EU single universal charger law under consideration

EU single universal charger law under consideration

The hope is that the EU proposal will see consumers using a single charger in the coming years to help reduce e-waste annually.

EACH year, consumers spend no less than €2.4bn on standalone chargers for phones, tablets, speakers, headsets, portable consoles, and digital cameras.

It’s estimated that of every three chargers we own, we only use two, while unused chargers generate 11,000 tonnes of e-waste annually.

The European Commission has been working with the electronics industry since 2009, trying to come up with a standard approach to charging devices so that we can end both the waste and the inconvenience.

They’ve had some success so far — 12 years ago, there were 30 different kinds of mobile phone chargers. Now there are only three.

This progress came voluntarily, but now the Commission is putting forward a legislative approach to enable Europeans to power their devices with one common charger.

Announcing the new legislation, Margrethe Vestager, executive vice-president for a Europe fit for the Digital Age, said that European consumers were frustrated long enough about incompatible chargers piling up in their drawers. “We gave the industry plenty of time to come up with their own solutions, now time is ripe for legislative action for a common charger. This is an important win for our consumers and environment and in line with our green and digital ambitions.”

‘USB-C’ will be the new standard charging port for all smartphones, tablets, cameras, headphones, portable speakers, and handheld videogame consoles.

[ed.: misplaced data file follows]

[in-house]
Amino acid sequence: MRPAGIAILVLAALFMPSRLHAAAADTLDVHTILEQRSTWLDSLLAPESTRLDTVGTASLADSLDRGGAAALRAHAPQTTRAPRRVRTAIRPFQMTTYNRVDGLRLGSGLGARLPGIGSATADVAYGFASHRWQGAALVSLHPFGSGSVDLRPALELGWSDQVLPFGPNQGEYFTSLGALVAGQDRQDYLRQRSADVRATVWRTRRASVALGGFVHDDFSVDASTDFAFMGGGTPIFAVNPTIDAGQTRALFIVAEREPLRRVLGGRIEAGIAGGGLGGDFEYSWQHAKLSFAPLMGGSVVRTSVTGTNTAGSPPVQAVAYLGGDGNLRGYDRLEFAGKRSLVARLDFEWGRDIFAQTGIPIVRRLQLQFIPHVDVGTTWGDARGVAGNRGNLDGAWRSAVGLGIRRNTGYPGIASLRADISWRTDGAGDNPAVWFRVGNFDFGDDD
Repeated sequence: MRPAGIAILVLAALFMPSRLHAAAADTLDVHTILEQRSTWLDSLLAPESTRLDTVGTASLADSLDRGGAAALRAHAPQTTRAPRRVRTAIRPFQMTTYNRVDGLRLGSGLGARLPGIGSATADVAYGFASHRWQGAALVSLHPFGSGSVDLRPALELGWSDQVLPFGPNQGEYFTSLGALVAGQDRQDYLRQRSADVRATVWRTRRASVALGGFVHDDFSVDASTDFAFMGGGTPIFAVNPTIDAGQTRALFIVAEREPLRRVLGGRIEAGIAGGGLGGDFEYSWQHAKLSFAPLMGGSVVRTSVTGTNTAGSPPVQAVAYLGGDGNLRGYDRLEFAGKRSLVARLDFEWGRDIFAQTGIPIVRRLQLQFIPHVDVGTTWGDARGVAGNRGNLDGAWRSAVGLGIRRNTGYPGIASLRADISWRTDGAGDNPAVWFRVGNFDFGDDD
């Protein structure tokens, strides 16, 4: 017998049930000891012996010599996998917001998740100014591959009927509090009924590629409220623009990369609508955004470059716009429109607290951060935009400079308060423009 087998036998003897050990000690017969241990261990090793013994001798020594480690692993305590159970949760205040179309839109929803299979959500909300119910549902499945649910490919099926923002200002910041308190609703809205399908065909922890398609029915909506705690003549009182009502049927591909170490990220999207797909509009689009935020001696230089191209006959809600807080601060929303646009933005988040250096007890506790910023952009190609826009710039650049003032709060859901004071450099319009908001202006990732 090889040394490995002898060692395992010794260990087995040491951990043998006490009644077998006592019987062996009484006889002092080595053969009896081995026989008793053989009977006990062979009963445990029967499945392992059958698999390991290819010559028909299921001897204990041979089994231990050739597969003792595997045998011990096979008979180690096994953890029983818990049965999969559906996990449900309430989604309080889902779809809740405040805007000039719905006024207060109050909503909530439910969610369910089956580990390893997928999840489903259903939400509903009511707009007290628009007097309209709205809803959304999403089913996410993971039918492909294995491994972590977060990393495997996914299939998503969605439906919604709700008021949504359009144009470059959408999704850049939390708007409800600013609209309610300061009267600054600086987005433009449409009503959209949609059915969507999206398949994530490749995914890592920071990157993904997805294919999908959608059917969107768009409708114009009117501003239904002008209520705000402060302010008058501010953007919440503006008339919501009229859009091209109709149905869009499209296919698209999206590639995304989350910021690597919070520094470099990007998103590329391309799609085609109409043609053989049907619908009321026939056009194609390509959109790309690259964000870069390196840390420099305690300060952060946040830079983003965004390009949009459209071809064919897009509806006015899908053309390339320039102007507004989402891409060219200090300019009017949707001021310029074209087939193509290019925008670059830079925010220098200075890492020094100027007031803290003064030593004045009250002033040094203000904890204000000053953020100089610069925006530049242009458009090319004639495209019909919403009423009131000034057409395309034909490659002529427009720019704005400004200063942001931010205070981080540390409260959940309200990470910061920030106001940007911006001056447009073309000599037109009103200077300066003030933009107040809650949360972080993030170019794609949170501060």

Thierry Breton is the commissioner responsible for the internal market.

“Chargers power all our most essential electronic devices,” he said.

“With more and more devices, more and more chargers are sold that are not interchangeable or not necessary.

“We are putting an end to that. With our proposal, European consumers will be able to use a single charger for all their portable electronics — an important step to increase convenience and reduce waste.”

Despite the Commission’s efforts to continue with the voluntary drive towards charger harmonisation, the new agreement proposed by the industry in 2018 fell short of expectations. This is why the Commission decided on a legislative approach.

The aforementioned USB-C will be the charging standard for all devices.

In addition, the Commission proposes to harmonise fast charging technology and give consumers the option of buying a new electronic device with or without a new charger.

While phones and phone chargers are the main targets of the legislation, the plethora of other devices that come with their own — often unnecessary — chargers, has prompted the Commission to take a wider view and bring more manufacturers and products into harmony.

Some products haven’t made it in, however. The Commission says that things like earbuds, smart-watches, and fitness trackers were not considered for technical reasons linked to their size and use conditions.

The proposed measures will deliver better choices for consumers, who will now be able to use the same charger to charge mobile phones and other similar electronic devices regardless of brand.

This improved interoperability between the electronic device and the common charger will ensure that the speed of charge is the same when using a compatible charger.